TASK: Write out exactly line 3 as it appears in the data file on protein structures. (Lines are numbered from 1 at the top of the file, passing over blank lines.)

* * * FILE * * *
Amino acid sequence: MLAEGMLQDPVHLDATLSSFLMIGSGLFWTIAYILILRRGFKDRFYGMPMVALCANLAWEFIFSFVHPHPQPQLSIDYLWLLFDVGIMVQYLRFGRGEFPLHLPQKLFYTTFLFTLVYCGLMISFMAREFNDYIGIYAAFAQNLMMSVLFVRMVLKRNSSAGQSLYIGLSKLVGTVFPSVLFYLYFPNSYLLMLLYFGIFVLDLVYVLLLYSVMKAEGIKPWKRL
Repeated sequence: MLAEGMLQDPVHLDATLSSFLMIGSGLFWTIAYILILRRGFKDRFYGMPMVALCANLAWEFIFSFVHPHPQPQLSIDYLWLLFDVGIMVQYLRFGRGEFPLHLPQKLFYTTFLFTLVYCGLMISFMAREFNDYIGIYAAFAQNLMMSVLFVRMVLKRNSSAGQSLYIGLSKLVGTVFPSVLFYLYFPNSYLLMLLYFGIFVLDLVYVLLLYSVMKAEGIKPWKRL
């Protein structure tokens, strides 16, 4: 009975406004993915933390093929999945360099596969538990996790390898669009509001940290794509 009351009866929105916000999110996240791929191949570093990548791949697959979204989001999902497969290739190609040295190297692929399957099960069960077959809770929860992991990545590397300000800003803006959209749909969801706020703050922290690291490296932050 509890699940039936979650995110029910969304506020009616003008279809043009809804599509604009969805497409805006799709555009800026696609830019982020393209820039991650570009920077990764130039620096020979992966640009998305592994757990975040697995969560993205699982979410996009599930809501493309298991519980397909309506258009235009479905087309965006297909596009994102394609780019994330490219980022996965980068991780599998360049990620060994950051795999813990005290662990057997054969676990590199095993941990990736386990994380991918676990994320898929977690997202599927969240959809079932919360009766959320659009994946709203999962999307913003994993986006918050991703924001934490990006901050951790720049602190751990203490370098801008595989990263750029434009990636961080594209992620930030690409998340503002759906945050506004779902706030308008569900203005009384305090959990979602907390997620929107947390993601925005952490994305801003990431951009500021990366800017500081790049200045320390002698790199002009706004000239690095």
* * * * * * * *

């Protein structure tokens, strides 16, 4: 009975406004993915933390093929999945360099596969538990996790390898669009509001940290794509 009351009866929105916000999110996240791929191949570093990548791949697959979204989001999902497969290739190609040295190297692929399957099960069960077959809770929860992991990545590397300000800003803006959209749909969801706020703050922290690291490296932050 509890699940039936979650995110029910969304506020009616003008279809043009809804599509604009969805497409805006799709555009800026696609830019982020393209820039991650570009920077990764130039620096020979992966640009998305592994757990975040697995969560993205699982979410996009599930809501493309298991519980397909309506258009235009479905087309965006297909596009994102394609780019994330490219980022996965980068991780599998360049990620060994950051795999813990005290662990057997054969676990590199095993941990990736386990994380991918676990994320898929977690997202599927969240959809079932919360009766959320659009994946709203999962999307913003994993986006918050991703924001934490990006901050951790720049602190751990203490370098801008595989990263750029434009990636961080594209992620930030690409998340503002759906945050506004779902706030308008569900203005009384305090959990979602907390997620929107947390993601925005952490994305801003990431951009500021990366800017500081790049200045320390002698790199002009706004000239690095």